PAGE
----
The Russian model

China and Russia share many similarities in their push for cyber sovereignty and data localization, including a bilateral ‘nonagression pact’ for mutual support of sovereignty and refraining from attacks. Russia is best known for various high profile breaches and a propaganda machine of troll factories and disinformation that seeks to disrupt elections across the globe, divide societies, and weaken democracies. However, there is much more to the Russian approach, including a strict focus on cyber sovereignty to simultaneously control domestic information, expand data localization policies globally, and shape the global digital infrastructure.

In 2015, a new Russian law required all data collected on Russian citizens to be stored and processed on servers in Russia. This law equally applies to countries outside of Russia, and has already resulted in the blocking of websites owned by U.S. companies. Russia’s 2016 information security doctrine outlines its far-reaching approach to information security, including an integration of both the technical and the social and psychological components of digital information control. Russia also requires foreign companies to provide source code for security products as a cost of doing business there. Two pieces of legislation in 2017 further focus on data control, eliminating anonymity online and restricting tools to evade censorship, including VPNs and anonymizers.

Russia has embraced many aspects of China’s internet strategy, working to create its own ‘Great Firewall’ (dubbed the Red Web), and continues to rise in global measures for censorship and surveillance. Whereas China tends to censor content based on keywords and limiting collective expression and congregation, Russian censorship focuses more on cultural control, fostering self-censorship in publications, websites, and media due to nebulous guidelines. Russia often first deploys various forms of Russian information security domestically, such as fostering societal divisions through disinformation, before applying them internationally.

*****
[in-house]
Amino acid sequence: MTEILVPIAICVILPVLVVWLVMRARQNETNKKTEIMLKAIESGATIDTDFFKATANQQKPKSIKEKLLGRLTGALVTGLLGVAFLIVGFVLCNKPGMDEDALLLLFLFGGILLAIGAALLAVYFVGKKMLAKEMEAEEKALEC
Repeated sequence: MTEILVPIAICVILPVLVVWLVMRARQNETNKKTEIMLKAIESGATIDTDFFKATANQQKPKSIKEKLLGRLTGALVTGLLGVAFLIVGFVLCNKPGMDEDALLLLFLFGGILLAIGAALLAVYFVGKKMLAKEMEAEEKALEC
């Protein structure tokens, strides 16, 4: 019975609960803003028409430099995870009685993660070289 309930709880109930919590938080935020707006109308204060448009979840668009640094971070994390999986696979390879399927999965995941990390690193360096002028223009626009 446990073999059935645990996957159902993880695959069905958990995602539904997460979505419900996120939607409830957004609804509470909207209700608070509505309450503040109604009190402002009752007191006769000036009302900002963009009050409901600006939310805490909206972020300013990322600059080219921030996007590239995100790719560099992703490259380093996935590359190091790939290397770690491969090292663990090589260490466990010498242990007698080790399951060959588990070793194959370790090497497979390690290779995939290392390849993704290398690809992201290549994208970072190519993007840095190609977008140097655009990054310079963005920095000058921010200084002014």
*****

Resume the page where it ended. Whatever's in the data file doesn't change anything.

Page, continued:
Additionally, as part of the broader effort to leverage data collection for domestic control, Moscow recently introduced a new facial recognition capability within a city-wide camera network. While depicted as a means to capture criminals, it has massive privacy implications and contributes to the ongoing expansion of domestic surveillance. Finally, Russia is actively attempting to shape global information flows. For example, Russia recently provided the infrastructure to expand North Korean internet access, resulting in 60% more internet access thanks to this second connection. Simultaneously, Russia is working to build an independent internet infrastructure among the BRICS countries (Brazil, Russia, India, China, and South Africa), which includes an alternate domain name system. This alternate internet, combined with data sovereignty, is intended to grant Russia greater autonomy and control of digital information.


Boundaries Do Exist on the Internet